ACLU: BOP should end NEOCC’s immigrant inmate contract
By Peter H. Milliken
The American Civil Liberties Union of Ohio is urging the U.S. Bureau of Prisons to terminate its contract to house immigrant prisoners at a for-profit prison in Youngstown.
The Ohio ACLU, based in Columbus, is asking BOP to end its contract with the Nashville-Tenn.-based Corrections Corp. of America to house 1,507 federally convicted and sentenced undocumented immigrants at the Northeast Ohio Correctional Center on Hubbard Road.
Those prisoners constitute about 75 percent of NEOCC’s 2,000 inmates.
The immigrant-inmate contract in Youngstown expires May 31, 2015, and CCA officials will be taking BOP officials on a tour of the Youngstown facility later this month.
CCA has been urging public support for renewal of the immigrant-housing pact in Youngstown, rather than transferring it elsewhere, to maintain NEOCC’s 418 jobs, $21.7 million annual payroll, nearly $2 million in annual local taxes paid and the resulting economic benefit to the local community.
“We are aware of the ACLU’s report and take seriously the allegations made in it,” said Chris Burke, public-affairs specialist for the federal prison system, declining to comment on specifics of the report.
He added, however, that BOP performs both scheduled and unscheduled safety, security and quality-control inspections of prisons where it houses inmates under contract.
“We are proud of the quality corrections and rehabilitation services we provide at Northeast Ohio,” said Michael Pugh, the NEOCC warden.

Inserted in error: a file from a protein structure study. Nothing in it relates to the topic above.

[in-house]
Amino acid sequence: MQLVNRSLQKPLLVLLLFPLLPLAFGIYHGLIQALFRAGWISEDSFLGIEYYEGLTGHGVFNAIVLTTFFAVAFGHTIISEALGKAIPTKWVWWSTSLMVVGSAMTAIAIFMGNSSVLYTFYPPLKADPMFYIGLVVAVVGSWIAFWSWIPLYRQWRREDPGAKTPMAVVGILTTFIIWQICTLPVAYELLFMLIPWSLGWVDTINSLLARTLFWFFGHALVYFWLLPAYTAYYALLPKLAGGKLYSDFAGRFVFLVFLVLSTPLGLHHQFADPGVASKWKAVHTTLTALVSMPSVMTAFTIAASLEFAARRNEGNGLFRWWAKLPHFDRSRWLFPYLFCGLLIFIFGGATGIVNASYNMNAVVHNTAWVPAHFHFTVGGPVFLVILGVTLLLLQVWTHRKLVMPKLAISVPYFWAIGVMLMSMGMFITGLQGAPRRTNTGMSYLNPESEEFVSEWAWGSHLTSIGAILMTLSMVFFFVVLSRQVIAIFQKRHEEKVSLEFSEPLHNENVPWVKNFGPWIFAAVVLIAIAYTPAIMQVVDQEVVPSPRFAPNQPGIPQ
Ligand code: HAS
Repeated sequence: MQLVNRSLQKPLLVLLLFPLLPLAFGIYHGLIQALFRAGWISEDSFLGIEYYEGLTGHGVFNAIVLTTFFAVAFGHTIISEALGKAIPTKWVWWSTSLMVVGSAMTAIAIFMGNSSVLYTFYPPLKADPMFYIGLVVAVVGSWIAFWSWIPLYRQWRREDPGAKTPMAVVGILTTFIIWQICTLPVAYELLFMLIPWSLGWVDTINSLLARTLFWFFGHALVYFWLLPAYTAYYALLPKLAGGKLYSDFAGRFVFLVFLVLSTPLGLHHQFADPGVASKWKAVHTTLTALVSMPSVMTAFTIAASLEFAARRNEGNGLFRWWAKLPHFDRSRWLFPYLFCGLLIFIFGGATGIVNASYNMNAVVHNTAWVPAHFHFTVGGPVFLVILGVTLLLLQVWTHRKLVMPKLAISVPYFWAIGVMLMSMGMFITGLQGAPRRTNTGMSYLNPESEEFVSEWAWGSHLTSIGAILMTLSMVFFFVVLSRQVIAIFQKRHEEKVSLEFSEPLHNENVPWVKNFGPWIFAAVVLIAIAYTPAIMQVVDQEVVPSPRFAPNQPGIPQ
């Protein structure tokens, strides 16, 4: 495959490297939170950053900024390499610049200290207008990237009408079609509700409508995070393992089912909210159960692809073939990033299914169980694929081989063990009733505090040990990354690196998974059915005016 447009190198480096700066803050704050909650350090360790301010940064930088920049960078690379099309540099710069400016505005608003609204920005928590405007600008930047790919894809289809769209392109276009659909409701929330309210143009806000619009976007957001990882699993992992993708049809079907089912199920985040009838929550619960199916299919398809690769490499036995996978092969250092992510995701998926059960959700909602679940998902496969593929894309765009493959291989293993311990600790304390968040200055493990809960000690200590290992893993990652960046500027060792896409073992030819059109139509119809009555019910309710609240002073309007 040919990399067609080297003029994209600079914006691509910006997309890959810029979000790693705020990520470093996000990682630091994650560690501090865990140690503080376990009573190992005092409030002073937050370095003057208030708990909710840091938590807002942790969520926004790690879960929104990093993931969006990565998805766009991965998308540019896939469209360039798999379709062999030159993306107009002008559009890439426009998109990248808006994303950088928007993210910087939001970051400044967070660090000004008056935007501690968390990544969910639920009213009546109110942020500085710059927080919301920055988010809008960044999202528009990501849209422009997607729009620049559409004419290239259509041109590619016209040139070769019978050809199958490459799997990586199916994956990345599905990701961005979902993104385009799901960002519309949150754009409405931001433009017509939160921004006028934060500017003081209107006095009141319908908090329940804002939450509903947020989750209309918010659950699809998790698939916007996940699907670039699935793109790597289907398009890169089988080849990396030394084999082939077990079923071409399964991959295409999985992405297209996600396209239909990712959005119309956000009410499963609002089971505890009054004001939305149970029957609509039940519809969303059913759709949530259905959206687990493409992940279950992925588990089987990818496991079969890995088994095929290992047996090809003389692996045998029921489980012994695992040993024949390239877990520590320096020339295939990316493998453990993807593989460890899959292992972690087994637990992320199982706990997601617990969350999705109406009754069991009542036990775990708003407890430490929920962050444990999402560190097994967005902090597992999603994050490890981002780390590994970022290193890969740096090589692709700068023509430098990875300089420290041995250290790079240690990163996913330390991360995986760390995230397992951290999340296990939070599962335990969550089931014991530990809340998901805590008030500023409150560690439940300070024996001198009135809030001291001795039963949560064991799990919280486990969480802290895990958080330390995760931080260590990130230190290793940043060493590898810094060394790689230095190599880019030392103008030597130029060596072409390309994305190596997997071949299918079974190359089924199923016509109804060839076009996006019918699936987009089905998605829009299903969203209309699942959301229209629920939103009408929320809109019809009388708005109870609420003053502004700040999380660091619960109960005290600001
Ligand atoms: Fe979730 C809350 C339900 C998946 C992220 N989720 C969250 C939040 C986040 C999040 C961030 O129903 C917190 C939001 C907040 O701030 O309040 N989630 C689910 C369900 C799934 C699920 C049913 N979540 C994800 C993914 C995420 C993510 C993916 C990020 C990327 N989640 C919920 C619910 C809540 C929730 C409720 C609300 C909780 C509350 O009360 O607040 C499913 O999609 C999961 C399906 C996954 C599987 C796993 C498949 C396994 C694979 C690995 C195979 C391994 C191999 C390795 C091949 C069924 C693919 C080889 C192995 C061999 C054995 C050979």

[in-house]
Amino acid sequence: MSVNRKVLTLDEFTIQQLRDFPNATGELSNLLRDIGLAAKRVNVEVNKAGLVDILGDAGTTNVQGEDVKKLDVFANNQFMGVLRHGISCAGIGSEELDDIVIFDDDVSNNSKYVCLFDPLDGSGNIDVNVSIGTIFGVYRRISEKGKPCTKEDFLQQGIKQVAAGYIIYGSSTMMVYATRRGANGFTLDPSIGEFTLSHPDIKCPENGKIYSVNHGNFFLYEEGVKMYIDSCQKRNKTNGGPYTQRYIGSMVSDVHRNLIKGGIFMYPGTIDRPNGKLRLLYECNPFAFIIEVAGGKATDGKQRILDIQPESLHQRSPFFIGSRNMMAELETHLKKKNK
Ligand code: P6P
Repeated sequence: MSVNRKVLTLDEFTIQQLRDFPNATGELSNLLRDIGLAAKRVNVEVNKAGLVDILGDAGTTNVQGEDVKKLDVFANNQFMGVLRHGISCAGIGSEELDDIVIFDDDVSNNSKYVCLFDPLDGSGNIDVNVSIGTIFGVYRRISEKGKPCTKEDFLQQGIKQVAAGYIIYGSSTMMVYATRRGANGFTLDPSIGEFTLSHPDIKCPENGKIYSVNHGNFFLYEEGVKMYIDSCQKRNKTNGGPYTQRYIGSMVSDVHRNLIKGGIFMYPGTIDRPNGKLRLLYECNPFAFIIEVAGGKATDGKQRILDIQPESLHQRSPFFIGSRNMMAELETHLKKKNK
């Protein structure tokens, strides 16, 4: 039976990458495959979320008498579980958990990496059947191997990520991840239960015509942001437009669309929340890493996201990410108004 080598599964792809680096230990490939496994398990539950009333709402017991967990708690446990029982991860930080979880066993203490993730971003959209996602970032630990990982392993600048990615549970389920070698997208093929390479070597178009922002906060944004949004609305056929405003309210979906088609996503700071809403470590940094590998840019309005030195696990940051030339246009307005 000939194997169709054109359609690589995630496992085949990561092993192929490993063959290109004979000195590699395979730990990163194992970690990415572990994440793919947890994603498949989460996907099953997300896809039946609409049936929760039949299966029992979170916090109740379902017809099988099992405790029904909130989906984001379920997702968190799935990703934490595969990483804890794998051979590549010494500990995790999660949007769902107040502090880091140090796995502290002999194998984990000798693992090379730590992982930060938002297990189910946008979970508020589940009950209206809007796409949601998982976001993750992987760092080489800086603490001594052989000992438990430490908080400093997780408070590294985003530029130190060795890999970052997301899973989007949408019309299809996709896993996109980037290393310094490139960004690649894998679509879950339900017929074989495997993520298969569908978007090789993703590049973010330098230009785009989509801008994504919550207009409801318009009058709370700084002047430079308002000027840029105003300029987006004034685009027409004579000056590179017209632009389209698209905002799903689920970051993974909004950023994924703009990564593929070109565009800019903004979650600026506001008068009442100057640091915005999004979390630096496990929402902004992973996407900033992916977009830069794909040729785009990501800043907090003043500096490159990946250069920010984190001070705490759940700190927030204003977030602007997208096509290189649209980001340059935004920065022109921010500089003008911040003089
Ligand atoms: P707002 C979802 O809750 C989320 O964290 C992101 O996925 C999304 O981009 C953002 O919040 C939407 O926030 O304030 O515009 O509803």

“We will continue to be a good neighbor and corporate citizen in Youngstown, all while providing great value for our governmental partner and the taxpayers it serves,” he said.
He accused the ACLU of conducting a Washington, D.C.-based “cookie-cutter” attack on CCA and added: “It’s sad that an organization that exists to protect civil liberties is so closed-minded when it comes to facts and perspectives that might challenge its political agenda.”
The ACLU’s objection to CCA is based on its national report, titled “Warehoused and Forgotten: Immigrants Trapped in Our Shadow Private Prison System.”
That report alleges abuses at CCA prisons in Texas, including extreme isolation, lack of appropriate medical care, overpopulation, lack of prisoner programming and recreation, unreasonable restrictions on family visitation, a culture of secrecy and lack of accountability.
“It is far past time for Ohio to get out of the for-profit prison business,” said Mike Brickner, ACLU of Ohio senior policy director. “We should not allow our immigration or our criminal-justice system to generate a profit for any corporation. It is bad for prisoners, prison employees, communities and taxpayers.”
An ACLU release cited 13 stabbings, two homicides and the escape of six prisoners in the first 14 months after NEOCC opened in 1997.
It also cited a 187.5 percent increase in prisoner-on-prisoner violence, a 300 percent increase in prisoner- on-staff violence, two heroin overdoses and lack of prisoner access to running water at the Lake Erie Correctional Institution in Conneaut during the first 18 months after CCA purchased it in 2011.